In some cases, treatments might need to be performed to clear blocked tear ducts and reduce inflammation in the glands around the eyes. The Cyclosporine in Restasis tends to help increase natural tear production.
When it comes to a treatment plan for chronic dry mount, increased hydration, chewing sugarless gum, or taking prescription saliva substitutes may help alleviate symptoms. Treating any existing gingivitis or other oral infections will also go a long way toward maintaining a healthy mouth and maximizing saliva production.
There are also prescription medications like pilocarpine and cevimeline that help boost natural saliva production in the mouth. Anti-fungal medications might be used to treat a case of thrush or another type of oral yeast infection.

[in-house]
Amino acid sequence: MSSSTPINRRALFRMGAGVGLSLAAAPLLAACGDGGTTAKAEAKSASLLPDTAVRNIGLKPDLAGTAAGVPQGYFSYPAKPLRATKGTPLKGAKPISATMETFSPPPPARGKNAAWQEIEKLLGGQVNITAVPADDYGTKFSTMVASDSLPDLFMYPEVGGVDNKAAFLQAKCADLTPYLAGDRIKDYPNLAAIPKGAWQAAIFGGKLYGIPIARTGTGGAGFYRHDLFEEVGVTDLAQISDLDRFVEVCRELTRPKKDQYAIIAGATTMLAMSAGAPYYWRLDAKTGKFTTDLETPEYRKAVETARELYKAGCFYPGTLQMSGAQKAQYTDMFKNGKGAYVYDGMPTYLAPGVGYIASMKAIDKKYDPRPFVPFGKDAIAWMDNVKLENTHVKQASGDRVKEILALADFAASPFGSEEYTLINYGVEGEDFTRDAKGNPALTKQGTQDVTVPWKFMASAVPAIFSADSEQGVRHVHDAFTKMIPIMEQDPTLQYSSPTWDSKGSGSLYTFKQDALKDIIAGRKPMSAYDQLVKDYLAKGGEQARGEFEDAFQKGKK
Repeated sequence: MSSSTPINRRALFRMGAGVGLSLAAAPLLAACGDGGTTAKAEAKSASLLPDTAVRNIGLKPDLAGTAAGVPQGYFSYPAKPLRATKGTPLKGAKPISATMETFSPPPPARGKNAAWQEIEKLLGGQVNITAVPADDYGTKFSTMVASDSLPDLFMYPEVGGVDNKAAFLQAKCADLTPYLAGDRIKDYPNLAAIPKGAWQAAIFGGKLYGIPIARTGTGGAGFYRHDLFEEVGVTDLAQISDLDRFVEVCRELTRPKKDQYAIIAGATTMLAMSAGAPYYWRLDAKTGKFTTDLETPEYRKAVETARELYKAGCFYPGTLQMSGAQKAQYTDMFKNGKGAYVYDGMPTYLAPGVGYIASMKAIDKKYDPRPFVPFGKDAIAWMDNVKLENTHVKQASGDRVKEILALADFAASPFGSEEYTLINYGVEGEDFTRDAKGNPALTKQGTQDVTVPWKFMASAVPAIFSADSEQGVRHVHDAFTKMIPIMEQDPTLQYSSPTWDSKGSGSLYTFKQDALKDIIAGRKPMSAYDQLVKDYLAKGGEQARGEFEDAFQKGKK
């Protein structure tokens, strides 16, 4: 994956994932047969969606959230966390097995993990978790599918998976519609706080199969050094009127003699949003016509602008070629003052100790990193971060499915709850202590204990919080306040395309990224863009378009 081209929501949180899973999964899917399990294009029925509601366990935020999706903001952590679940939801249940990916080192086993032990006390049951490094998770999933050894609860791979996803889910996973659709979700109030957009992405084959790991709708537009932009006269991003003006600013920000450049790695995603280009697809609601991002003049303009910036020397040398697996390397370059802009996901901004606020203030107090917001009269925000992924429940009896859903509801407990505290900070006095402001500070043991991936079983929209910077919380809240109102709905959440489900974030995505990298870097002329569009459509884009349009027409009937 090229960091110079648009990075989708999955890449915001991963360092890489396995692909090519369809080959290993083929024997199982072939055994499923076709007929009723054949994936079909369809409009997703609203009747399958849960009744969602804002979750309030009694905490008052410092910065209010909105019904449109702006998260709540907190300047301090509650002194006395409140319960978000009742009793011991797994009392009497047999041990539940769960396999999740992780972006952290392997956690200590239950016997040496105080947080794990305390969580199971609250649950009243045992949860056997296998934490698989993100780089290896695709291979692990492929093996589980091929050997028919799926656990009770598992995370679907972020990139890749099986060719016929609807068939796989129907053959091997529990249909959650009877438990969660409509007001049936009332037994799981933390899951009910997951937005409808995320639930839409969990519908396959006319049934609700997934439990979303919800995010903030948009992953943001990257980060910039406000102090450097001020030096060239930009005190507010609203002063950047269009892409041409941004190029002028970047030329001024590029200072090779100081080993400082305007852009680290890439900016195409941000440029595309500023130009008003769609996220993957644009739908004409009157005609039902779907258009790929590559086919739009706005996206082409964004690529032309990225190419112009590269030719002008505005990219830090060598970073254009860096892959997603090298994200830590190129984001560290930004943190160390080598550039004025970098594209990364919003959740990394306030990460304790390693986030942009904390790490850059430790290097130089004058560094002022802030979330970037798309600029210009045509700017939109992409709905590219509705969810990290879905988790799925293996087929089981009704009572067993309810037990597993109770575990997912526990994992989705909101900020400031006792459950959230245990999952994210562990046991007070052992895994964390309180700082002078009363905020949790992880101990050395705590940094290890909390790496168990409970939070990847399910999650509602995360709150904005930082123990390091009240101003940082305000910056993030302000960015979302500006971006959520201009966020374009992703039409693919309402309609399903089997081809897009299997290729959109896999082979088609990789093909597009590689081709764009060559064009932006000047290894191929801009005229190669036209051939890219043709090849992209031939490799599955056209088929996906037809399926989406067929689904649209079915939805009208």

Your physician might also recommend using humidifiers and the occasional use of nasal saline irrigation technique to help address nasal dryness. Individuals who experience acid reflux may also need proton-pump inhibitors and H2 blockers to help lessen symptoms.
Hydroxychloroquine like Plaquenil is sometimes used to help treat rheumatoid arthritis and lupus. Sjögren’s Syndrome sufferers who develop joint pain may require treatment with corticosteroids like prednisone. In some cases, immunosuppressive agents such as Methotrexate, Azathioprine, Mycophenolate, or Cyclophosphamide may be needed to address complications caused by other autoimmune reactions in the body.
Sjögren’s Syndrome might start with symptoms that only seem minor at first. They may even go unnoticed in the face of more significant autoimmune disorder symptoms. Though left untreated Sjögren’s Syndrome can have an increasingly negative impact on your overall quality of life.
If you’ve been struggling with chronic dry eye, chronic dry mouth, acid reflux, or similar symptoms, and you have previously been diagnosed with an auto-immune disorder, you should mention it to your physician.